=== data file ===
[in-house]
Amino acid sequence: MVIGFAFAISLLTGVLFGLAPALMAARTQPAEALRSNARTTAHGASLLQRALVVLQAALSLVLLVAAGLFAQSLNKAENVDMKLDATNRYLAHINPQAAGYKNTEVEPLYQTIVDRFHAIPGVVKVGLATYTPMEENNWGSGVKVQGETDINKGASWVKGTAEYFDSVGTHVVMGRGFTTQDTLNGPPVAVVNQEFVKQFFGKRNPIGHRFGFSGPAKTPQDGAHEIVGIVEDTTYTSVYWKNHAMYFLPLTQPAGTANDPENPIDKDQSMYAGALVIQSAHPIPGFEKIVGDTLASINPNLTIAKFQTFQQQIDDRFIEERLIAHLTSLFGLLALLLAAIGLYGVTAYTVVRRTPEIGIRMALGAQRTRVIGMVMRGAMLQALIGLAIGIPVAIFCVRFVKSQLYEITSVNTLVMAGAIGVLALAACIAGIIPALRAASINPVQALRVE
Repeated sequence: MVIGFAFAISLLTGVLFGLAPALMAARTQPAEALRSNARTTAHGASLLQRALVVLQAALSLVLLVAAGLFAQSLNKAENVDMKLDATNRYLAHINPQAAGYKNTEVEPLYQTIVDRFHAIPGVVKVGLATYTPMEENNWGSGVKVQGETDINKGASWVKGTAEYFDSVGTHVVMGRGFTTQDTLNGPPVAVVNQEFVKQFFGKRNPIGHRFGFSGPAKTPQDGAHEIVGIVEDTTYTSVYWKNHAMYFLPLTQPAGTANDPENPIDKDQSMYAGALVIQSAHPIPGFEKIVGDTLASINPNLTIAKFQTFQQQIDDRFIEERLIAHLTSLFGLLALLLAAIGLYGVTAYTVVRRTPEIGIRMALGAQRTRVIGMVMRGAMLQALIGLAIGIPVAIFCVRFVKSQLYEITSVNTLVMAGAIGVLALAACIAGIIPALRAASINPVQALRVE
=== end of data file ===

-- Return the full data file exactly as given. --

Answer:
[in-house]
Amino acid sequence: MVIGFAFAISLLTGVLFGLAPALMAARTQPAEALRSNARTTAHGASLLQRALVVLQAALSLVLLVAAGLFAQSLNKAENVDMKLDATNRYLAHINPQAAGYKNTEVEPLYQTIVDRFHAIPGVVKVGLATYTPMEENNWGSGVKVQGETDINKGASWVKGTAEYFDSVGTHVVMGRGFTTQDTLNGPPVAVVNQEFVKQFFGKRNPIGHRFGFSGPAKTPQDGAHEIVGIVEDTTYTSVYWKNHAMYFLPLTQPAGTANDPENPIDKDQSMYAGALVIQSAHPIPGFEKIVGDTLASINPNLTIAKFQTFQQQIDDRFIEERLIAHLTSLFGLLALLLAAIGLYGVTAYTVVRRTPEIGIRMALGAQRTRVIGMVMRGAMLQALIGLAIGIPVAIFCVRFVKSQLYEITSVNTLVMAGAIGVLALAACIAGIIPALRAASINPVQALRVE
Repeated sequence: MVIGFAFAISLLTGVLFGLAPALMAARTQPAEALRSNARTTAHGASLLQRALVVLQAALSLVLLVAAGLFAQSLNKAENVDMKLDATNRYLAHINPQAAGYKNTEVEPLYQTIVDRFHAIPGVVKVGLATYTPMEENNWGSGVKVQGETDINKGASWVKGTAEYFDSVGTHVVMGRGFTTQDTLNGPPVAVVNQEFVKQFFGKRNPIGHRFGFSGPAKTPQDGAHEIVGIVEDTTYTSVYWKNHAMYFLPLTQPAGTANDPENPIDKDQSMYAGALVIQSAHPIPGFEKIVGDTLASINPNLTIAKFQTFQQQIDDRFIEERLIAHLTSLFGLLALLLAAIGLYGVTAYTVVRRTPEIGIRMALGAQRTRVIGMVMRGAMLQALIGLAIGIPVAIFCVRFVKSQLYEITSVNTLVMAGAIGVLALAACIAGIIPALRAASINPVQALRVE